Movement, growth and available abundance to the fishery of Dissostichus eleginoides Smitt, 1898 at Heard Island, derived from tagging experiments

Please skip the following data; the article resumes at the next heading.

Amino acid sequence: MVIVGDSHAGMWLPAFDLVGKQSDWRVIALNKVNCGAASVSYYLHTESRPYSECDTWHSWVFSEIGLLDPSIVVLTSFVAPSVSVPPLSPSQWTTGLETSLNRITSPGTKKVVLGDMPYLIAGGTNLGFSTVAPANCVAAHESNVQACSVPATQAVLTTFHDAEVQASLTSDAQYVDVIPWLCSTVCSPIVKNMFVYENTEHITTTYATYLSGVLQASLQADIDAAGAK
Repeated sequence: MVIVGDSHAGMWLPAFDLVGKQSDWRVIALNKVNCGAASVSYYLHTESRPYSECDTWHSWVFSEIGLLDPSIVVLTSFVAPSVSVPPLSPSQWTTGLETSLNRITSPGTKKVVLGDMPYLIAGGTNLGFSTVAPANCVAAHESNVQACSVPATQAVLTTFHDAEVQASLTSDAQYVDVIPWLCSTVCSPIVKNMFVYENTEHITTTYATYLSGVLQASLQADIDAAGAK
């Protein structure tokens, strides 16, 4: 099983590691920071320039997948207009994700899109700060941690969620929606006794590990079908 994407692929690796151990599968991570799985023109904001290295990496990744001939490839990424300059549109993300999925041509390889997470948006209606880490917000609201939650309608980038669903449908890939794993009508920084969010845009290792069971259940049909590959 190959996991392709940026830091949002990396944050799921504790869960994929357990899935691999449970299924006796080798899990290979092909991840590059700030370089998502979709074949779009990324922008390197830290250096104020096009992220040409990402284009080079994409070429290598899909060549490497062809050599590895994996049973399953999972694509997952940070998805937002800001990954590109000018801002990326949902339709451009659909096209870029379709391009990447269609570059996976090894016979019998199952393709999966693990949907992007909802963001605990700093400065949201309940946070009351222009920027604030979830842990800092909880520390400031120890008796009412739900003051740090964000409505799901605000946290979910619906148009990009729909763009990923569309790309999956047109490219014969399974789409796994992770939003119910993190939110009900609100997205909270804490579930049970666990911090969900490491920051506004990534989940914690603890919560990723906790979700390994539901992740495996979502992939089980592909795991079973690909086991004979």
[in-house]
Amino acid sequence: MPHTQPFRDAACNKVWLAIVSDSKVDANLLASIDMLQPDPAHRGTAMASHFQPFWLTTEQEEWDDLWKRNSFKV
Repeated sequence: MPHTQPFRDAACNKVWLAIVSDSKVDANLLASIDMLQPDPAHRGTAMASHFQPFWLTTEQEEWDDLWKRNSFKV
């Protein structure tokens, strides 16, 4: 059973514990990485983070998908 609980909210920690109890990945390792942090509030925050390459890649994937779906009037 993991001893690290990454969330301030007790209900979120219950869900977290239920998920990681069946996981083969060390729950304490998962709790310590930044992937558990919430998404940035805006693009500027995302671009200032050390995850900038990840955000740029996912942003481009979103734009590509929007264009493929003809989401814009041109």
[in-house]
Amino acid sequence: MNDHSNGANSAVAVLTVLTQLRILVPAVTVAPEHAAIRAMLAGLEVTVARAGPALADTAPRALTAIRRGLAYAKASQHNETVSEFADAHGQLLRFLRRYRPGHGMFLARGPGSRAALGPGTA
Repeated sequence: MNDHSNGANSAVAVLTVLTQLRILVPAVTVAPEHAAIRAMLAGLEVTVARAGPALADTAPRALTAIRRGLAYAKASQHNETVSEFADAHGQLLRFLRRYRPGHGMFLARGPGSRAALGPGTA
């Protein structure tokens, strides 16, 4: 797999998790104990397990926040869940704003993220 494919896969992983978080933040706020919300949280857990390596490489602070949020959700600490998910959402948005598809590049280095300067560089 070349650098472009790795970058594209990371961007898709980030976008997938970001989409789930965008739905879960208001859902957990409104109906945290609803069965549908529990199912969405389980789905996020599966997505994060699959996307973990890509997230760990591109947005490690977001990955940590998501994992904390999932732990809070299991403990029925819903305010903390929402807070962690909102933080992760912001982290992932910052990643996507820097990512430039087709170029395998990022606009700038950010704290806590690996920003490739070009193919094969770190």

tocks of Patagonian toothfish (Dissostichus eleginoides) in different sectors of the Southern Ocean are considered to be genetically distinct. However, in the Indian Ocean, it is largely unknown whether stocks are separate between shelves and banks separated by deep water. More particularly, the separation of stocks on the Kerguelen Plateau has not been investigated. This paper examines the assumptions of stock separation using tagged fish from the fishery around Heard Island and McDonald Islands (HIMI) in the Australian Exclusive Economic Zone (EEZ). Movement, growth and trends in fish abundance are examined using these data. The bulk of the data show that fish disperse only a very short distance, up to 15 n miles in most cases, from their point of release. This may be explained in part because of the concentration of fishing in the established grounds, which makes recaptures more likely in the same place as marking. The concentration of effort should also result in a high probability of detecting fish movements between grounds, if they occur, but so far no such movement has been detected. It appears that fish tend to be locally resident during their phase in the depth range of the fishing grounds, but they move on once they approach maturity at about 850 mm total length and become unavailable to the fishery. Four fish have been recorded as moving a long distance, and thus provide contradictory evidence. Three fish moved from ground B of HIMI to Crozet and were all within the size range normally found in the Heard Island fishing grounds, and so appear to be behaving differently from those fish that follow the normal pattern of residency in the grounds. One fish has been recorded as moving from ground A to Kerguelen and was at the upper end of the size range normally found on the grounds. These four long-range movers provide the first documented direct evidence of toothfish moving such distances and of fish moving from one fishery to another. The significance of this is discussed. Trends in abundance of fish show that the number of fish in ground B and in the population as a whole has been reduced since 1998. The implications of these results are discussed. The overall results show that mark–recapture experiments provide important information for the management of toothfish stocks and that trends in abundance derived from these experiments might be useful adjuncts to the assessment process in the future.